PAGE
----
The Harrogate and Knaresborough MP has raised the importance of ‘making the UK more disability friendly’ before parliament following round-table discussions with community and business leaders in the district.
Andrew Jones called for more debate on the issue yesterday (February 22) where he flagged a dinner, co-hosted with charity Disability Action Yorkshire (DAY) earlier this month, to identify opportunities for disabled people.
He said: “Last week in partnership with Disability Action Yorkshire we brought together leaders from across my constituency, leaders from business, service providers, transport providers, to discuss how to make Harrogate and Knaresborough even more friendly for disabled people. It was a very good session, we had practical ideas and helpful connections made.
“So can we have a debate, to build on the debate later today, looking at how we can make the UK more disability friendly?”
Lord President of the Council and Leader of the House of Commons, MP Andrea Leadsom, responded by pointing to an additional 600,000 disabled people being in work across the UK but said ‘there is still a lot more to do’.
She said: “First can I congratulate my honourable friend for his huge efforts in this area and commend him for that meeting that he has called together.
“He might be aware of the back bench business debate that takes place later today on the role of disabled people in economic growth, and I can tell him that the government spends over £50 billion a year on benefits that support disabled people and people with health conditions.
“More than ever before in fact up £7 billion since 2010, with the result there are now three and half million disabled people in work, which is up by nearly 600,000 in the last four years.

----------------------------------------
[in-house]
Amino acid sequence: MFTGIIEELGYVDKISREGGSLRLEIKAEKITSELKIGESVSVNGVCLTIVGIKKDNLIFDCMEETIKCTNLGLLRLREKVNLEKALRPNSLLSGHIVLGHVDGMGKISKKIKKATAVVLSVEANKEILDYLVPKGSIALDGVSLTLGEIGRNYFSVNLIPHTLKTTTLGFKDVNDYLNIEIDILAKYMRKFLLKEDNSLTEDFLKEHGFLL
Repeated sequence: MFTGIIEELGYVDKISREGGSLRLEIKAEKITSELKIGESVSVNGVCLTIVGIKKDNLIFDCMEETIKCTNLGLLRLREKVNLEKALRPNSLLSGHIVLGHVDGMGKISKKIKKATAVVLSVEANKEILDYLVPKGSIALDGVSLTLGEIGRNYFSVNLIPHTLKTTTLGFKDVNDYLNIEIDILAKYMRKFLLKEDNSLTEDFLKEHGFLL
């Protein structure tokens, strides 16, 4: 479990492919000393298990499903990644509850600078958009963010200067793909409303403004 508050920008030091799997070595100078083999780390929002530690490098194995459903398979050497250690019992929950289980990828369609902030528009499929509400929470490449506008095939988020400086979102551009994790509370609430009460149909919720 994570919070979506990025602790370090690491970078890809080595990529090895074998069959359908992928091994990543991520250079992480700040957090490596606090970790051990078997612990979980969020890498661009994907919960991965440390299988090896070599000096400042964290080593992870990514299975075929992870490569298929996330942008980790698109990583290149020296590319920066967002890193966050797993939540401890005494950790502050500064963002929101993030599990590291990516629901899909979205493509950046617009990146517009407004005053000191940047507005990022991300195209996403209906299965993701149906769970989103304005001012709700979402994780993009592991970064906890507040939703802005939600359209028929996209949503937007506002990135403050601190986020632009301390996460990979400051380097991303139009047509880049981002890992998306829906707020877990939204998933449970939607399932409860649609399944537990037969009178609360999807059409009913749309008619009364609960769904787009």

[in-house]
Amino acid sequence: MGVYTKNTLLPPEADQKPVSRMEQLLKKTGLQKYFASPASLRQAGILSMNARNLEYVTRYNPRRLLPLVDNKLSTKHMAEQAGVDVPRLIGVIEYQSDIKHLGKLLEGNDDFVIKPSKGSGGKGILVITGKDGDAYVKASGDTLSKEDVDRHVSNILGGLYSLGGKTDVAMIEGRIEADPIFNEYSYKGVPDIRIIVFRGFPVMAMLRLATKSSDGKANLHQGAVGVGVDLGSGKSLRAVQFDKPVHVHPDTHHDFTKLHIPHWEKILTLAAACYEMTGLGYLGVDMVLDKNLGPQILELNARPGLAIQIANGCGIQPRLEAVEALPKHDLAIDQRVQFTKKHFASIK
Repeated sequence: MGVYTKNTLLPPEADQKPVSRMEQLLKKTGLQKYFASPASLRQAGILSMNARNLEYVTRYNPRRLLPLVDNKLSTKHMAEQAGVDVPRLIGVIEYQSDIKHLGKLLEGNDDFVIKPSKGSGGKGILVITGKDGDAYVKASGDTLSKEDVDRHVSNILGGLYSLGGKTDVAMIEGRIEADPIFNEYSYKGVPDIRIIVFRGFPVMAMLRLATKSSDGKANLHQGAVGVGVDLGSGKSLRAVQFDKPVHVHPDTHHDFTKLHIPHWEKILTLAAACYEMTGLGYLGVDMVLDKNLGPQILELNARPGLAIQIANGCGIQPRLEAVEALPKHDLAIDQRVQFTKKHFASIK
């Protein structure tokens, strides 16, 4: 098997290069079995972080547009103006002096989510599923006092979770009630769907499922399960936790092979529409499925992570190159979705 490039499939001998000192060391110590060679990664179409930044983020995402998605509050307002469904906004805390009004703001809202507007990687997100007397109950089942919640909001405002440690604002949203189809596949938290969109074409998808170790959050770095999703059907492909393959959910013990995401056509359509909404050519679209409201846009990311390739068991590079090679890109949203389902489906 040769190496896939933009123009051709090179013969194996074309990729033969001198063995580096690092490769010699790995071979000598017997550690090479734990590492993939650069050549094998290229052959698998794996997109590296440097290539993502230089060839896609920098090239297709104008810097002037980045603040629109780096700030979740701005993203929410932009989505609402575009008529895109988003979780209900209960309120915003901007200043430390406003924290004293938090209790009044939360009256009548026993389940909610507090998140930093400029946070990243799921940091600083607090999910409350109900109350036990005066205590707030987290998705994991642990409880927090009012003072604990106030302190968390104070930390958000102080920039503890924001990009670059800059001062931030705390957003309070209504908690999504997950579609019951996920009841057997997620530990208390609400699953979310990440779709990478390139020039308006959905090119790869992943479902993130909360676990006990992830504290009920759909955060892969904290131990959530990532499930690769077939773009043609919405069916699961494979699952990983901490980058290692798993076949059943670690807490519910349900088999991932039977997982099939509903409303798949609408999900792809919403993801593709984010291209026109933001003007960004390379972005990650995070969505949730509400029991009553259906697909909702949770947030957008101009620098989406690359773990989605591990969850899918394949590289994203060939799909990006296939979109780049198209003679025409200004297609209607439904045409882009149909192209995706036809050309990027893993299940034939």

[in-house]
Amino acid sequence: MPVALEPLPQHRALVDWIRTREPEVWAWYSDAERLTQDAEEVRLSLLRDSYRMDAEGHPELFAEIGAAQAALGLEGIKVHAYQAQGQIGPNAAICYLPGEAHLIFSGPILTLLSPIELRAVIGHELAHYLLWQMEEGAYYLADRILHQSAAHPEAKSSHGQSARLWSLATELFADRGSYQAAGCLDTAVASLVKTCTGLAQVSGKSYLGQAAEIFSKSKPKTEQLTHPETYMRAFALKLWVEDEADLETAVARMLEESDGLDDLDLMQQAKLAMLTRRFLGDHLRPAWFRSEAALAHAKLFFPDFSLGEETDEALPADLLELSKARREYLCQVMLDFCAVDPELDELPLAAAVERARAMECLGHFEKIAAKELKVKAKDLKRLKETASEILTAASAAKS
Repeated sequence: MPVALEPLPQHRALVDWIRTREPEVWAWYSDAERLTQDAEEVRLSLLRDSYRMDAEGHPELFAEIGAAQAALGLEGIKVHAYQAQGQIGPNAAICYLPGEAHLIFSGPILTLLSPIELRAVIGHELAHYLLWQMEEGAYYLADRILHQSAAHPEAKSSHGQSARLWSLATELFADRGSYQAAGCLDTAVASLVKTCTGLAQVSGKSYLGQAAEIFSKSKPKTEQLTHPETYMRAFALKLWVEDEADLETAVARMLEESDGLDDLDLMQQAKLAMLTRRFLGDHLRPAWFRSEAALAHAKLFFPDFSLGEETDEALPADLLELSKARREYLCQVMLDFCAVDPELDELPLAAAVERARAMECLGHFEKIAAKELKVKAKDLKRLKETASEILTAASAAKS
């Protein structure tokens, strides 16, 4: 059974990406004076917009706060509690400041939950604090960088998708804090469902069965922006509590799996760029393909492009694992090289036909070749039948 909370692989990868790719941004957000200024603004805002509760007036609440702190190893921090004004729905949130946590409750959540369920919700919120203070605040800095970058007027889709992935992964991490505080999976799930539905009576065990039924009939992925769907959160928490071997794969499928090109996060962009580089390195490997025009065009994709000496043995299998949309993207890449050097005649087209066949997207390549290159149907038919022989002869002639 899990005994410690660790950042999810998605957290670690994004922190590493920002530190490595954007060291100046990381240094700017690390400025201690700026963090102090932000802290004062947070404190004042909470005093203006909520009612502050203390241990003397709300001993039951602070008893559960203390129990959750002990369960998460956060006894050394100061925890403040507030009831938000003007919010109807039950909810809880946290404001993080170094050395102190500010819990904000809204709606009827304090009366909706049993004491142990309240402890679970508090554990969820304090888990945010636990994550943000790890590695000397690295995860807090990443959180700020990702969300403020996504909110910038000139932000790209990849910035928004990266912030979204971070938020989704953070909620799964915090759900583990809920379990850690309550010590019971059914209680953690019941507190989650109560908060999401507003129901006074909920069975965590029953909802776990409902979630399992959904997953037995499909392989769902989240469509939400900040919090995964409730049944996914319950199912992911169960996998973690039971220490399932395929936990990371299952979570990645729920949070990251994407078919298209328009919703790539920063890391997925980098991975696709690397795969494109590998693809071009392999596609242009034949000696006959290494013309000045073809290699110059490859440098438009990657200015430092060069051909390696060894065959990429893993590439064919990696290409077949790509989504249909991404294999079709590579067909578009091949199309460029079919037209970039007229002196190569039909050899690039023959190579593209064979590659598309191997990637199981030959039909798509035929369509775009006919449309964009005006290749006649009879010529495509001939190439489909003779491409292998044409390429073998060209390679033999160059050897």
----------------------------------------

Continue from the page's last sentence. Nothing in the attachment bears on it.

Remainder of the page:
“So he is right there is still a lot more to do and a lot more that can be done, but we are making good progress.”
The event at the Hotel du Vin saw representatives including disabilities campaigner and charity patron, Baroness Masham of Ilton, examine areas including transport, tourism, housing and education.
Businesses opening their doors to disabled workers was identified as an issue in the district.
Chair of DAY, Neil Revely said: “Our role is to support disabled people to reach their own potential and live their lives to the full, in conjunction with helping businesses to see the opportunities people with disabilities can bring them, both as employees and customers.
“Last year, we celebrated our eightieth anniversary and we want to ensure that our work is as relevant today as it was back in 1927, and by listening to our customers and engaging with the public and private sector, we hope to achieve this.”
According to the charity the service given to a large number of disabled residents in the district has left many feeling establishments were closed to their disability. However hearing of the call in Parliament Jackie Snape, Chief Executive for DAY, hopes the momentum of the meeting will continue to see issues raised.
She said:“It was about looking at how to make Harrogate a good place to both live and visit for disabled people. We know for instance that 75 per cent of disabled people in the district have left a restaurant or shop because of the service, leaving them feeling it was closed to their disability.”
She added: “I am really pleased to hear that this has been raised in parliament, there was so much commitment and enthusiasm on the evening.”